I vividly remember names of many friendly game keepers, namely: Misters Kubiak, Cudnik, Michalec, Kedziora; the name of the Master Forester, Mr. Wojewodzki from Jagodno who had a beautiful forester’s house that resembled a small royal estate. But, more importantly I remember his two beautiful daughters with whom we were all madly in love. Under the pretext of getting some water, sour cream, or just about any other pretext, we would gladly visit his house get take a peek at his beautiful girls – if only for a brief moment.
Quite often we wrote letters to our parents, families and our girlfriends in which we wanted to console them and reassure them after our sudden disappearance from our family homes. The fashion in which this correspondence was circulated was a guarded secret, and to this day I don’t know exactly how it was done. I know only that a beautiful girl would knock on the door, deliver an unmarked envelope, and immediately disappear from the field of vision of the recipient. The delivery of correspondence and a slew of other conspiratorial activities at times partially open, but most often deeply guarded, is a testimony to the impressive organization of the NSZ (National Armed Forces).
The more time would passed from the time of Potsdam and Yalta agreements, the more difficult our service in the underground partisan units had become. To this day I am amazed how precislely all of this functioned. How was it possible that a small, only 16-men unit – yes well armed, but consisting of only youngsters – was able to maintain control of the greater part of the present area of the Woyvodeship for over seven months.
While this is a small consolation for the veterans, it is a consolation of sorts nonetheless. I am personally very satisfied that I had lived long enough to see liberation from the Soviet occupation, and hope to live long enough to see the crumbling of post-communism [in Poland]. The path through the hell of slavery and through prisons hardens ones character. In prisons I had an opportunity to meet many extraordinary individuals, great patriots whom I would have never met anywhere else in the world. One could have met unforgetable individuals of crystal-clear conscience most often in the underground or in prisons. These were those times, and so is the fate prepared for us by history.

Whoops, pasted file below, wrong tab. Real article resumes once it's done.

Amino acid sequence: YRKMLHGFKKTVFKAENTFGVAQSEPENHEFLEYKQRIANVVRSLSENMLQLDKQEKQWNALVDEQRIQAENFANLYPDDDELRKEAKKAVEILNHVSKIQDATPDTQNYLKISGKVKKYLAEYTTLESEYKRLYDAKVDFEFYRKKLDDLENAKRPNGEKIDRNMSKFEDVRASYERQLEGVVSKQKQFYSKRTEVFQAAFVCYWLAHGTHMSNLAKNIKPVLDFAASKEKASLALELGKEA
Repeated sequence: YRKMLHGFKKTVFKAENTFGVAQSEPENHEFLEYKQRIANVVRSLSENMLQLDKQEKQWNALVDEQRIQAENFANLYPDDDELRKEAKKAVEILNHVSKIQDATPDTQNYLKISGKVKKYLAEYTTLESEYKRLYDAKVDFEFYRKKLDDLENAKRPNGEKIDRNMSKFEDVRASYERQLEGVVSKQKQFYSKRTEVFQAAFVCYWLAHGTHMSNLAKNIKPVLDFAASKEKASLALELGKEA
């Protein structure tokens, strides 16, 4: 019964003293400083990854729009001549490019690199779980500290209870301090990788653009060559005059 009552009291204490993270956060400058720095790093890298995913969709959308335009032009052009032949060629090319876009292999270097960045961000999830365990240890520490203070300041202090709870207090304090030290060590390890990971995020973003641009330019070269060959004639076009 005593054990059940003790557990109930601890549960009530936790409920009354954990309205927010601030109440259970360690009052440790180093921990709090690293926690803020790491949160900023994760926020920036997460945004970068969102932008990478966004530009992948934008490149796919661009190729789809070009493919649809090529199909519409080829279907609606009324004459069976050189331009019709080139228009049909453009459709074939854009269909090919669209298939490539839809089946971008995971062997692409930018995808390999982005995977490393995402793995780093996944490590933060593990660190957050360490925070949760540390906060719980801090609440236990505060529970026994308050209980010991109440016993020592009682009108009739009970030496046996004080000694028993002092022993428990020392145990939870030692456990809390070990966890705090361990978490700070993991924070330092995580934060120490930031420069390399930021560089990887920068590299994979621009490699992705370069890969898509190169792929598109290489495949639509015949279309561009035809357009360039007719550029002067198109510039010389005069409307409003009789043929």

Written by Ryszard Mikolajczuk, nom de guerre "Szkot", Narodowe Sily Zbrojne, NSZ.
The original Polish language text can be found here.
 "Brystiger personally oversaw the first stage of an investigation; she would torture the captured persons, using her own methods, such as beating men's genitals with a whip. One of her victims was a man named Szafarzynski, of the Olsztyn office of the Polish People's Party, who died after interrogation carried out by Brystygier. One of persons interrogated by Brystygier said later of her: "She is a murderous monster, worse than German female guards of the concentration camps". Anna Roszkiewicz-Litwiniwiczowa, a former soldier of the Home Army, said of Brystygier: "She was famous for her sadistic tortures, she seemed to be obsessed about sadistic sex and she was fulfilling herself in that field". Source: Wiki.